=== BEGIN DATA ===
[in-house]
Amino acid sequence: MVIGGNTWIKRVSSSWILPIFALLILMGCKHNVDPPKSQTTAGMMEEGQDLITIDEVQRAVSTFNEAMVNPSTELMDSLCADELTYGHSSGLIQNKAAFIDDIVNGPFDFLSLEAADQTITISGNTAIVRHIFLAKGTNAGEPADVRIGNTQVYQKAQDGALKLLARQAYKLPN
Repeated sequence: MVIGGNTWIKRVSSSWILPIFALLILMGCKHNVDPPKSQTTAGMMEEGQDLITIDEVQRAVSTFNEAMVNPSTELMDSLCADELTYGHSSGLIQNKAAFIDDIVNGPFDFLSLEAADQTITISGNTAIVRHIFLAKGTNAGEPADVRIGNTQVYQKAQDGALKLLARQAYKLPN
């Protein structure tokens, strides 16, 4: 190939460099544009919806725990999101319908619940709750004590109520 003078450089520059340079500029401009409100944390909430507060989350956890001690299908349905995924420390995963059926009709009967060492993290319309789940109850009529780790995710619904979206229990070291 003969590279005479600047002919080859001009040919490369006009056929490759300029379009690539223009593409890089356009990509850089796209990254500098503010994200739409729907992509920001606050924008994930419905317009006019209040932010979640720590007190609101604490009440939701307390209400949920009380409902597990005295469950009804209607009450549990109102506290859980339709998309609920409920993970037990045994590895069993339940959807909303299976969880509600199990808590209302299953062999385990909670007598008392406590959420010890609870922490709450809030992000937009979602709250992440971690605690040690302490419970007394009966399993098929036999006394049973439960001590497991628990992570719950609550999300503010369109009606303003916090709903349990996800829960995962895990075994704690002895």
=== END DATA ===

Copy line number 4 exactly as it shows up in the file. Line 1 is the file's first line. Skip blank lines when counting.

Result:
């Protein structure tokens, strides 16, 4: 190939460099544009919806725990999101319908619940709750004590109520 003078450089520059340079500029401009409100944390909430507060989350956890001690299908349905995924420390995963059926009709009967060492993290319309789940109850009529780790995710619904979206229990070291 003969590279005479600047002919080859001009040919490369006009056929490759300029379009690539223009593409890089356009990509850089796209990254500098503010994200739409729907992509920001606050924008994930419905317009006019209040932010979640720590007190609101604490009440939701307390209400949920009380409902597990005295469950009804209607009450549990109102506290859980339709998309609920409920993970037990045994590895069993339940959807909303299976969880509600199990808590209302299953062999385990909670007598008392406590959420010890609870922490709450809030992000937009979602709250992440971690605690040690302490419970007394009966399993098929036999006394049973439960001590497991628990992570719950609550999300503010369109009606303003916090709903349990996800829960995962895990075994704690002895």